Histologically, the salient feature is a disorganized lesion featured by perivascular meningothelial cells intermingled with a fine, rich vascular network. Although each lesion is unique, increased cortical vascularity and perivascular cellular proliferation are constant findings. Irregularly branched blood vessels extending into the gray matter from the meningeal surface are surrounded by a concentric arrangement of proliferating spindle-formed cells .The overall structure can occur as nodules, whorls, or bands. Islands of cortical tissue with gliosis are often trapped within the lesion. The ratio between meningothelial component and vascular component varies substantially. There are lesions predominantly composed of vascular component or meningothelial component 3. A schwannian component can also occur. There are also cortical meningovascular fibroblastic proliferation and leptomeningeal calcifications that range from faint psammomatous calcification to dense osteoid. Residual neurons entrapped within the lesion may contain neurofibrillary tangles with ultrastructural and immunostaining properties identical to those seen in Alzheimer's disease but there is no deposition of amyloid Ab.

    Immunohistochemistry is not very helpful in diagnosis. The proliferation is low and a low Ki67 labeling index can usually be documented. Vimentin is the most constantly expressed antigen but does not really help in arriving the diagnosis. The cells are variably immunoreactive for epithelial membrane antigen (EMA), S100 protein, Leu-7 and glial fibrillary acidic progein.

    Ultrastructurally, the proliferating cells are composed of elongated heterochromatin-rich nuclei and slender cytoplasm-containing microfilaments, occasionally associated with desmosomal junctions and basal lamina like structures.

Differential diagnosis

    When it is presented in the classic clinical settings and an adequate amount of tissue is available for examination, the diagnosis of MA should not pose too much of a trouble. The major differential diagnoses include meningioma with brain invasion, particularly the en plaque form, and vascular malformation. Others include glial or glial-neuronal tumors with desmoplastic changes.

    Meningioma with brain invasion can pose a pose a problem particularly if the imaging characteristics or macroscopic features are not known. Most meningiomas form a mass and do not follow the shape of the cortex. Vascular proliferation associated with vascular proliferation is not an extensive feature but may be focally present. Infiltration of meningioma into the brain parenchyma is usually associated with destruction of pia mater or the Virchow-Robin space. The invading meningioma occurs as finger like protrusion into the brain parenchyma. On the other hand, gliotic brain parenchymal tissue are trapped as small islands in between the vascular and meningothelial proliferation in MA. The area of invasion is more often to be focal then extensive as compared to MA. In higher grade meningiomas, namely atypical meningiomas and anaplastic meningiomas, there is nuclear pleomorphism. MA, in contrast, has no nuclear pleomorphism. Mitotic figure and high proliferating (Ki67) labeling index should not be seen in MA but can be seen in meningiomas.

    Giangaspero et al. 10 reported two cases of MA associated with meningioma and they underscored the features distinguishing this combination from meningiomas invading the brain tissue. Extension of meningiomas along the vessels in the Virchow-Robin spaces does not technically represent parenchymal invasion but may indicate an increased probability of recurrence. True invasion is present when neoplastic cells break through the pia mater to involve the underlying cortex and encircle islands of heavily gliotic tissue. Such a condition may be closely simulated by MA in which gliotic cortical tissue is encircled by meningothelial cells and fibroblasts characteristically disposed around blood vessels. Moreover, residual cortical neurons frequently contain neurofibrillary tangles indistinguishable from those seen in Alzheimer's disease. Although neurofibrillary tangles have been observed in the cortex of various conditions not related to Alzheimer's disease, they have not been reported in cerebral cortex invaded by meningiomas 10. The presence of neurofibrillary tangles and profuse cortical microvasculature would support a diagnosis of MA. Lack of meningothelial atypia, necrosis, or cortical destruction favor MA.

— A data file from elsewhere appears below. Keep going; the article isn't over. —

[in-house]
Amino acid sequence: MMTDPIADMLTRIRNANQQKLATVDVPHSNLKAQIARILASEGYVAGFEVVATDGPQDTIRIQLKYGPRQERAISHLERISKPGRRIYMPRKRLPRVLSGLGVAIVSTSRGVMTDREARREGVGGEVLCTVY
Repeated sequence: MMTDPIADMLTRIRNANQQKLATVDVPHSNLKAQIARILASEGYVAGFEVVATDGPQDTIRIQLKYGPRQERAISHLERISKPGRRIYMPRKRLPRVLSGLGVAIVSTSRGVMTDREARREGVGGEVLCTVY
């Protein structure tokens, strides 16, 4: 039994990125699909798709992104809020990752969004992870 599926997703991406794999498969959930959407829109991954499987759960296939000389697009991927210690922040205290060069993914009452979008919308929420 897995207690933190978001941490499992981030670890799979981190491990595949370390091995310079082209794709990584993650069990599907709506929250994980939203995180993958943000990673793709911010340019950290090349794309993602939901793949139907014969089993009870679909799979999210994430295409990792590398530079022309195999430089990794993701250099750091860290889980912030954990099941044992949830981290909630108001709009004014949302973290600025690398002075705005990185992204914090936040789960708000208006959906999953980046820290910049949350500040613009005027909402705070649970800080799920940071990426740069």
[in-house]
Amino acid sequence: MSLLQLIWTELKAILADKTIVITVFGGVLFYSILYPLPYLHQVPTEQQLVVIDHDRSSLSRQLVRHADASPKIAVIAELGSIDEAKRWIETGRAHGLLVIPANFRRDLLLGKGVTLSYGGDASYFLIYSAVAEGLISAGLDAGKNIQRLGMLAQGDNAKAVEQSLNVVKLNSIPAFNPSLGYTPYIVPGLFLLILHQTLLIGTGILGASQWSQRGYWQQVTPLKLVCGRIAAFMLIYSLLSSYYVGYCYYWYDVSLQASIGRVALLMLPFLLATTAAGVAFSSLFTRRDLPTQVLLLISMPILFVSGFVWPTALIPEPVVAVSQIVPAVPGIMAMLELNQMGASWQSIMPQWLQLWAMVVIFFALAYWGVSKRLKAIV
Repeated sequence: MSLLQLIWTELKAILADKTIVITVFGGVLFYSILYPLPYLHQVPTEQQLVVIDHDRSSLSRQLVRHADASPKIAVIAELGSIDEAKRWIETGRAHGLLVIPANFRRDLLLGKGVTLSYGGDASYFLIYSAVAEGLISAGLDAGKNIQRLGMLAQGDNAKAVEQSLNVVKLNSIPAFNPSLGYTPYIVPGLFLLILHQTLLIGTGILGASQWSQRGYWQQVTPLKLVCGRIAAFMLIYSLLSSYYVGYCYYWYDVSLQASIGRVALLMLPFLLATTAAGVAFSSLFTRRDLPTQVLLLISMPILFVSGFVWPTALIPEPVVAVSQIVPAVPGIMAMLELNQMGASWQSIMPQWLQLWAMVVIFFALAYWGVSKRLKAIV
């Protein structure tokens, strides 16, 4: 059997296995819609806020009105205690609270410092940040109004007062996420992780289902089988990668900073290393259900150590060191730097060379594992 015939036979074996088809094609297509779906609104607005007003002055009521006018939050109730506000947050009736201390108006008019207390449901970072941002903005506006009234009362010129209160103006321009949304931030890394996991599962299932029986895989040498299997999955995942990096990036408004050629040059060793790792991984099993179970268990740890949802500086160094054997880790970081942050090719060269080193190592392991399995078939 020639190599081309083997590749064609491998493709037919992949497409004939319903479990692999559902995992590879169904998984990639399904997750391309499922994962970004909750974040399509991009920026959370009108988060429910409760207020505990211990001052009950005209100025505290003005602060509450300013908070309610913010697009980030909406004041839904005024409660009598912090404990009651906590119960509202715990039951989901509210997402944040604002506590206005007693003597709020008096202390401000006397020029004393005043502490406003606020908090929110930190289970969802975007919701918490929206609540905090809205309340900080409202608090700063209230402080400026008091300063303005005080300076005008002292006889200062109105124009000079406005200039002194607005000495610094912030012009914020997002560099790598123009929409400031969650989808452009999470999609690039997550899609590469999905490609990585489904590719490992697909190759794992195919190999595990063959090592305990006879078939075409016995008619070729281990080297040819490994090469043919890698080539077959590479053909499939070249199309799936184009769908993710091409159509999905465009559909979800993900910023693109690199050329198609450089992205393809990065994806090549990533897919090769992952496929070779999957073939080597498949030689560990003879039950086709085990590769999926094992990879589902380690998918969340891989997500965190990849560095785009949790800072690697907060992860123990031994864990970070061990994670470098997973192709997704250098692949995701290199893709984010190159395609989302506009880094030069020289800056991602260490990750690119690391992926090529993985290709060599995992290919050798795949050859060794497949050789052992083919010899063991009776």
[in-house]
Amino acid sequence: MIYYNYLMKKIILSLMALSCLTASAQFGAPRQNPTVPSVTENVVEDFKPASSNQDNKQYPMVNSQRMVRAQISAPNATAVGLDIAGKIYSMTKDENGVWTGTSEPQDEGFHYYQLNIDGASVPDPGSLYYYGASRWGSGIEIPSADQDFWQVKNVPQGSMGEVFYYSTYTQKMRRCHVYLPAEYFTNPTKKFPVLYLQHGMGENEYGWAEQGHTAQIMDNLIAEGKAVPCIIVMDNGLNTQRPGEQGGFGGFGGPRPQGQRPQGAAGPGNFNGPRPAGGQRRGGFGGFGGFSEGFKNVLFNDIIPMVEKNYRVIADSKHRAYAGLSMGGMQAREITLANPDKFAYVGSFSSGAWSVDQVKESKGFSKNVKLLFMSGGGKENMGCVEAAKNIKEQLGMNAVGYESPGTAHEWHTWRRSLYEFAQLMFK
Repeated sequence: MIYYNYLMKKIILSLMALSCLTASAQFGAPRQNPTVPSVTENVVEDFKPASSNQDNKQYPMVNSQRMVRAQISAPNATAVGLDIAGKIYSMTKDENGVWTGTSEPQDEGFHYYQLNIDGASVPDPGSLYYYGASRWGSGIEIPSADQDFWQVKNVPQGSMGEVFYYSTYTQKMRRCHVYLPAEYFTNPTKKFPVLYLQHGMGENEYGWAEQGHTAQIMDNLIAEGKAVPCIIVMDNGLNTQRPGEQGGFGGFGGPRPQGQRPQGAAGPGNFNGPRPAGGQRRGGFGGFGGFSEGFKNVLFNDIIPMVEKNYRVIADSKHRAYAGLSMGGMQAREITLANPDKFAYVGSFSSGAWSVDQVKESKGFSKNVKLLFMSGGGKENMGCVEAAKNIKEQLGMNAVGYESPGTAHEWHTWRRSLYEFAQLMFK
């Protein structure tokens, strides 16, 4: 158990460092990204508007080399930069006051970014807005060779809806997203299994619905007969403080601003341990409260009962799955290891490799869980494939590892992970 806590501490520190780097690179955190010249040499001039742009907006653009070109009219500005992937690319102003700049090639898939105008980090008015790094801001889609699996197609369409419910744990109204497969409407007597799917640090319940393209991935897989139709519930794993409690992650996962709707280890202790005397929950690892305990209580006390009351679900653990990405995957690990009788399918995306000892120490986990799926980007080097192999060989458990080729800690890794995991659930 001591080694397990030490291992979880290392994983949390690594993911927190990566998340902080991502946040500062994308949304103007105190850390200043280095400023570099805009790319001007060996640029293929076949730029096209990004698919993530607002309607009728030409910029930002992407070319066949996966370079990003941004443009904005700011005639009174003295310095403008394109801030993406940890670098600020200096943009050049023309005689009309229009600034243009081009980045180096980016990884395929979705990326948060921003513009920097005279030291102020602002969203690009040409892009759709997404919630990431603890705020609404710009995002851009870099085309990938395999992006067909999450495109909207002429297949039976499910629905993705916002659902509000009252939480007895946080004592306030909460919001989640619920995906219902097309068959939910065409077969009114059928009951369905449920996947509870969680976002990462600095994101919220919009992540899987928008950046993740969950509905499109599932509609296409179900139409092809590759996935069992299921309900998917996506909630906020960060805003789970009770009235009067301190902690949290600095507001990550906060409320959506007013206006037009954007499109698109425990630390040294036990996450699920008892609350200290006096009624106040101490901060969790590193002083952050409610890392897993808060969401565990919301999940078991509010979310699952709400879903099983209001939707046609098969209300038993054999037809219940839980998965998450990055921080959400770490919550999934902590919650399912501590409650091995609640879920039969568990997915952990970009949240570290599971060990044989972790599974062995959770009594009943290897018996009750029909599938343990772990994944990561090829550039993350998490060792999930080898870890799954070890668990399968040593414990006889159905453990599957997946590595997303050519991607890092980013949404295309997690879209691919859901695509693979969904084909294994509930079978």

Glial neoplasm that invades into the leptomeninges may generate a pattern that remotely simulates MA. The distinction is usually not difficult on morphological grounds and by immunohistochemistry. Desmoplastic infantile ganglioglioma and desmoplastic infantile astrycytomas can histologically suggest MA to the novice. However, they all occurs as mass lesions but not as en plaque lesions that follows the shape of the corted.

    Meningiomas are featured by small sized vessels, their uniform distribution, lack of hemorrhage, normal intervening tissue, associated meningothelial and fibroblastic proliferation, and superficial location should preclude diagnosis of a vascular tumor or malformation.

Pathogenesis

    The histogenesis and pathogenesis remain controversial, has been debated for a long time, yet the histology remains unique. The NF2 gene and its contiguous genes probably play a role in its pathogenesis. Takeshima et al. 8, reported a case of MA occurring in a young male without neurofibromatosis. However, loss of heterozygosity (LOH) on microsatellite markers flaning the NF2 gene was identified in the spindle cells of the lesion.